Two Fraternity Billing Companies Remain: How Little LegFi Changed The Game

posted in: Nik Koulogeoge | 0

Where there were once five or more co-equal competitors in the fraternity billing space, there is now a duopoly. How did a startup with fewer than 15 full-time employees force the “giants” to improve their strategies and business practices?

This is a story of David versus Goliath in the 21st Century. It’s a story of how technical superiority and maneuverability rattled a few giants.

Shortly after deciding to quit my role as a director at my fraternity’s central office, I was approached by two familiar faces. We discussed the prospect of me working for Legacy Financial, LegFi. Many of our chapters had switched to LegFi in the year or two leading up to that conversation. I had experience with the product, and felt like I could do more to benefit fraternity students selling LegFi than working for a central office. Plus, I wouldn’t have to be as cautious with my blog posts. LegFi was excitingly ego-free.

As a small, often dismissed competitor, LegFi carried unique strengths. Its prices were roughly half of the competition and its billing software required little involvement of middle men. Chapter officers could bill dues, set payment plans, organize collections, set up fundraising pages and send mass communications from an online portal. The free trials were generous and the website was sleek and modern. In short, switching to LegFi would save time, save money, and reduce a Treasurer’s headaches.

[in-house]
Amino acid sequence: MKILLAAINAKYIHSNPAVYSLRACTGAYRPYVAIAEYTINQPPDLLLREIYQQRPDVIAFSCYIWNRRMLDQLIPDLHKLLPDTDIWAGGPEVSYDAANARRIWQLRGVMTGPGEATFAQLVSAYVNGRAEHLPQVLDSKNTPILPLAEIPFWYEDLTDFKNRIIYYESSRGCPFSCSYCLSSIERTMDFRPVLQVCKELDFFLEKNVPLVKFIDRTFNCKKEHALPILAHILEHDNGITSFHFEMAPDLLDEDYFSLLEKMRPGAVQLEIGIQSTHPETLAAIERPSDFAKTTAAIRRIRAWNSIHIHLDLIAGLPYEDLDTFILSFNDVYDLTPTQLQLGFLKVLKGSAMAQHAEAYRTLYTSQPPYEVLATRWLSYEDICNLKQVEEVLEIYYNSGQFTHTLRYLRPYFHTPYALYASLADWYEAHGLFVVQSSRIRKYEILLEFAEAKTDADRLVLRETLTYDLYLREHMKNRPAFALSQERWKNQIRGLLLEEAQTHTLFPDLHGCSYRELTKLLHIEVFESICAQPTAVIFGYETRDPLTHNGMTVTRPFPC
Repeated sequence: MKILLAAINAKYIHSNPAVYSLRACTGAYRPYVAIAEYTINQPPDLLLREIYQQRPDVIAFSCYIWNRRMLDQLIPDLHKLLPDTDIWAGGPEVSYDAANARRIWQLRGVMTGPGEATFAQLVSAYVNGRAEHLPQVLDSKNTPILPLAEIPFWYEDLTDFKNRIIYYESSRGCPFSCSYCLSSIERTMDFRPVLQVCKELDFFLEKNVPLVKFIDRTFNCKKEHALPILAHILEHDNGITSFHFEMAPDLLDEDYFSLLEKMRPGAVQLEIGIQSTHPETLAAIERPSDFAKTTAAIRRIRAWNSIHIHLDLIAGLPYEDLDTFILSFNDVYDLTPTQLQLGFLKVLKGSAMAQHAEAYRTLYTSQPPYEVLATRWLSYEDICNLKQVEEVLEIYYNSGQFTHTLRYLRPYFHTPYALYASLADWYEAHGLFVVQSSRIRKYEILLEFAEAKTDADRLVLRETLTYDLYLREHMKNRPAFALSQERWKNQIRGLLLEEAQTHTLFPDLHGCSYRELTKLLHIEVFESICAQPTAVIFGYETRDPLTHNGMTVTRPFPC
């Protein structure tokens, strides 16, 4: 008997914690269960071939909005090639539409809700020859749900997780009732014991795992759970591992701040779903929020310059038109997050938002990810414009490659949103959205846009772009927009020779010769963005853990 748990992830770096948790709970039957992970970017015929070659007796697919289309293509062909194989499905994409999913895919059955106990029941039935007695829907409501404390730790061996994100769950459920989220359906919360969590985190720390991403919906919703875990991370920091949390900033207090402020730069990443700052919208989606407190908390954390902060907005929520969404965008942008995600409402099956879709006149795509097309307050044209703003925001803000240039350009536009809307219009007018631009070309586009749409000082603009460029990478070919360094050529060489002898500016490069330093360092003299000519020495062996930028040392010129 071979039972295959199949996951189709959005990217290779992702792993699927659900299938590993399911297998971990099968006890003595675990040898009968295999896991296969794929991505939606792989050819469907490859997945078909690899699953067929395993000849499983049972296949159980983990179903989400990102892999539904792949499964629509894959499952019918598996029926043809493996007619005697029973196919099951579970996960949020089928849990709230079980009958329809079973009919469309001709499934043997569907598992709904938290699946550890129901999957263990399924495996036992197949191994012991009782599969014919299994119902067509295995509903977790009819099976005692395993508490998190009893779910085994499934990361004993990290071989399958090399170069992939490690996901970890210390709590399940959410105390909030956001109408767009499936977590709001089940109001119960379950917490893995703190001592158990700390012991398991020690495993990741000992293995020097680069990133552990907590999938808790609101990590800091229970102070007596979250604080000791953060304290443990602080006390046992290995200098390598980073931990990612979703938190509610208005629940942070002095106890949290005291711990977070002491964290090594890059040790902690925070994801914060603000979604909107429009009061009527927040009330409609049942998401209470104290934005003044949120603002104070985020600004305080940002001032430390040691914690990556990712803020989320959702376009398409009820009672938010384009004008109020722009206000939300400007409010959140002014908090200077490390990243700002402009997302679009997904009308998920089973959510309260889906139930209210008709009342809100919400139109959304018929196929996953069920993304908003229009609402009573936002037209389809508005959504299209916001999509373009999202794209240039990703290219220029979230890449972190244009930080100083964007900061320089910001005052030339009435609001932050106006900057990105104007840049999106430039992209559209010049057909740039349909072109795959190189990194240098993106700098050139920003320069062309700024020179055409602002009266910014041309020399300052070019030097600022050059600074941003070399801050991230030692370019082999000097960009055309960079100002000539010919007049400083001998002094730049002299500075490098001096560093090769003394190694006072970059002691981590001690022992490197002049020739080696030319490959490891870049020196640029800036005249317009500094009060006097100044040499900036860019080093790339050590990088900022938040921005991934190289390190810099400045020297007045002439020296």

Friends who worked for competitors would often joke about my job at LegFi. Some had clearly never seen the product, and their judgements were based on resentment passed down from superiors. I knew; however, that LegFi posed a serious threat, and that our populist approach to business was benefiting students.

Building Consensus

What if you could pay half as much as you are paying today and automate most of the work you do? That is the basic pitch behind LegFi. To appeal to students we offered low, flat-rate pricing, unparalleled automation software (in the fraternity billing world, that is), and a generous free trial.

Chapters which felt forced into using other billing software switched in droves. No matter what insults the competition spewed about LegFi, the word of mouth among student members protected the brand.

This is something many who have made a career in the fraternity/sorority space take for granted. Student buy-in isn’t necessary when only the top levels make decisions. It’s why policies we impose on chapters are rarely as effective as we wish them to be.

LegFi proved that buy-in is a valuable tool to change behavior, even if it takes longer to build momentum.

Long Term Support

Every new treasurer can request a free demo of the software to learn its ins and outs. Although my primary role was to sell LegFi, I dabbled in these training demos. It was easy, then, to help new officers uncover features that previous officers had neglected to use.

By keeping our resources simple, and promoting individual features online, we would encourage chapters to find new uses for the platform. Some realized that LegFi was more affordable than GoFundMe to collect donations for a philanthropy event. Others realized that the polling software would make voting easier.